Imperial Buildings, Mount Stuart Square, Cardiff

In the late-19th century, the Imperial Hotel stood in the north-west corner of Mount Stuart Square.  No picture has been found of the building but it was probably not a large establishment.  The 1871 census records that the licensee, Thomas Nixon, had six boarders.  Ten years later, Nixon was still in charge with nine boarders.  By 1901, the proprietress was Emily Jolly, who had just four boarders.

In 1911, the Alliance Buildings Company sought approval to rebuild on the site.  It then embraced two plots at 43 and 44 Mount Stuart Square, though the architect’s drawings show that the company already had ambitions to add future extensions at both ends.  Two years later, a revised plan was submitted, this time incorporating properties at 39, 40, 41 and 42 Mount Stuart Square, and by 1920 the new building was complete.

Faced with glazed white tiles and incorporating fluted columns into its design, the five-storey structure was palatial in appearance.  Imperial Buildings, as it was now called, appears to have been divided into small suites of offices.  Cardiff Directories for the 1920s and 1930s show that it was occupied by a range of businesses, predominantly in the fields of shipping, railways, coal, oil, paint and insurance.  Initially, the ground floor in the northwest angle of the Square was a bar and restaurant, still called Imperial Hotel, but this seems to have gone by the mid-1920s.

In the 1940s, the offices were occupied by government departments, including the Valuation Office, Immigration Service, Ministry of Supply, Welsh Board for Industry, Admiralty, and Board of Trade.  During the Second World War, Imperial Buildings appears to have housed the Naval Flag Officer responsible for defending south Wales ports; it has also been suggested that planning for the 1944 D-Day landings may have been done here – though that cannot be verified.

d1093-2- 015 (Imperial Buildings)_compressed

By 1955, Imperial Buildings was no longer listed in Cardiff directories.  It seems to have remained unused for more than twenty years before demolition in the late 1970s.  Mary Traynor’s drawing dates from this period of decay and depicts the angle between the west and north sides of the Square – where the original hotel stood.  An apartment block was erected on the site in about 2001.

David Webb, Glamorgan Archives Volunteer

Sources consulted:

Mary Traynor Collection [D1093/2/11]

Cardiff Borough Building Regulation Plans, plans for alterations to the Imperial Hotel, 1886 [BC/S/1/5607]

Cardiff Borough Building Regulation Plans,  plans of the Imperial Hotel, 1911 [BC/S/1/17740]

Cardiff Borough Building Regulation Plans, rejected plans for the Imperial Hotel, 1913 [BC/S/1/18796]

Cardiff Borough Building Regulation Plans, plans for rebuilding the Imperial Hotel, 1913 [BC/S/1/18890]

Cardiff Borough Building Regulation Plans, plans of the Imperial Hotel, 1914 [BC/S/1/18937]

Cardiff Borough Building Regulation Plans, plans of Imperial Buildings, 1914 [BC/S/1/19193]

Cardiff Borough Building Regulation Plans, plans of Imperial Buildings, 1916 [BC/S/1/19596]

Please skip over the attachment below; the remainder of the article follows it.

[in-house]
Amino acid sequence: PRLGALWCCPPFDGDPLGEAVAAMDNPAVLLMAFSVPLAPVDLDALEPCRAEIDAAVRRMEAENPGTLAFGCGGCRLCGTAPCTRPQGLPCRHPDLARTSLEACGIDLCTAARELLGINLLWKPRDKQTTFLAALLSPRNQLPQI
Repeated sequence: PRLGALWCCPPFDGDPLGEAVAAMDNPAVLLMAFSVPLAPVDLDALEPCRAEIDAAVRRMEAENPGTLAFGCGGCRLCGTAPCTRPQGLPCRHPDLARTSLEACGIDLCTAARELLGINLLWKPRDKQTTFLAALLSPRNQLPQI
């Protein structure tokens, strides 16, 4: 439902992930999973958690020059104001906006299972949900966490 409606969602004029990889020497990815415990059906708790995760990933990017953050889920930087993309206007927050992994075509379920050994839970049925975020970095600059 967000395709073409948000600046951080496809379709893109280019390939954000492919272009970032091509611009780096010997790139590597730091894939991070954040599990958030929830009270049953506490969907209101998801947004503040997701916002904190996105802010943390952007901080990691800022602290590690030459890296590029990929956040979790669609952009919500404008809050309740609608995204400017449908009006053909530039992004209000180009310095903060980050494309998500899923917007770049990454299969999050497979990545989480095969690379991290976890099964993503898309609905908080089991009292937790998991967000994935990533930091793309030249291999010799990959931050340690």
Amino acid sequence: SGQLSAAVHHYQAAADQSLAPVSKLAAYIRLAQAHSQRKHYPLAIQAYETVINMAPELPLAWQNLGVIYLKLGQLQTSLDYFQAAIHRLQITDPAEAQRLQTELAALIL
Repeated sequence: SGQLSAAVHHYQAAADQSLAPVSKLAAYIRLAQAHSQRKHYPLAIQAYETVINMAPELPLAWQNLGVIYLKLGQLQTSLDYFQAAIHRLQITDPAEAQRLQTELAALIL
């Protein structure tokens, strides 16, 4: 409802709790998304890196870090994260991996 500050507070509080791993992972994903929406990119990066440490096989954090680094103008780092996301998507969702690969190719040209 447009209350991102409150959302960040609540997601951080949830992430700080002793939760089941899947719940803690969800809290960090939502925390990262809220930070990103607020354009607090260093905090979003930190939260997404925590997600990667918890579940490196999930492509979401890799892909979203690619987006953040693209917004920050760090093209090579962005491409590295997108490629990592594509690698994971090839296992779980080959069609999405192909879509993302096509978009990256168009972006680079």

Cardiff Borough Building Regulation Plans, plans for propoed rebuilding of 45 Mount Stuart Square, 1923 [BC/S/1/22189]

1871, 1881 and 1901 censuses

Davies, J D, Britannia’s Dragon: A Naval History of Wales

Square peg

Photograph taken in 1974 by David Webb

Various Cardiff directories, 1908 – 1972


Interior, The Exchange, Cardiff

In 1882, at the request of several gentlemen of influence and position connected with Cardiff, local solicitor Frederick De Courcey Hamilton formulated a scheme for the establishment of an Exchange, which would provide convenient offices and a meeting place for merchants, ship owners, brokers and other gentlemen connected with maritime pursuits.

Agents for the Marquis of Bute agreed to lease a site in Mountstuart Square and The Cardiff Exchange and Office Company Limited was established for the purpose of erecting the building, designed by local architects, James, Seward & Thomas.  A contract for the first phase was awarded to Mr C Burton at the end of 1883, the remainder of the building being constructed in stages over a number of years.  The Exchange opened for business in early 1886.

Coal owners, ship owners and their agents met daily in the trading hall where agreements were made by word of mouth and telephone.  During the peak trading hour of midday to one o’clock, the floor might have as many as 200 men gesticulating and shouting.  It is claimed that the world’s first million pound business deal was made here in 1901.  And, reflecting the international significance of the South Wales coalfield, this was once where the world price of coal was determined.

In 1911, the already grand trading hall was re-fitted with an oak balcony and rich wood panelling, as seen in Mary Traynor’s drawing.

d1093-2- 023_compressed

As Cardiff’s coal trade declined, the Coal Exchange ceased operations during the 1950s, though the building continued to serve as offices.  Harold Wilson’s government offered it a new lease of life as the home of a proposed National Assembly, but those hopes were dashed when the Welsh people voted against devolution in 1979.

In subsequent years, the building has been used as a concert venue and occasional film location, while tenants gradually vacated the office space.  In 2013, it was closed indefinitely for safety reasons and there were serious concerns about its future.  Now, though, the Exchange is being refurbished into a luxury hotel.

David Webb, Glamorgan Archives Volunteer

Sources consulted: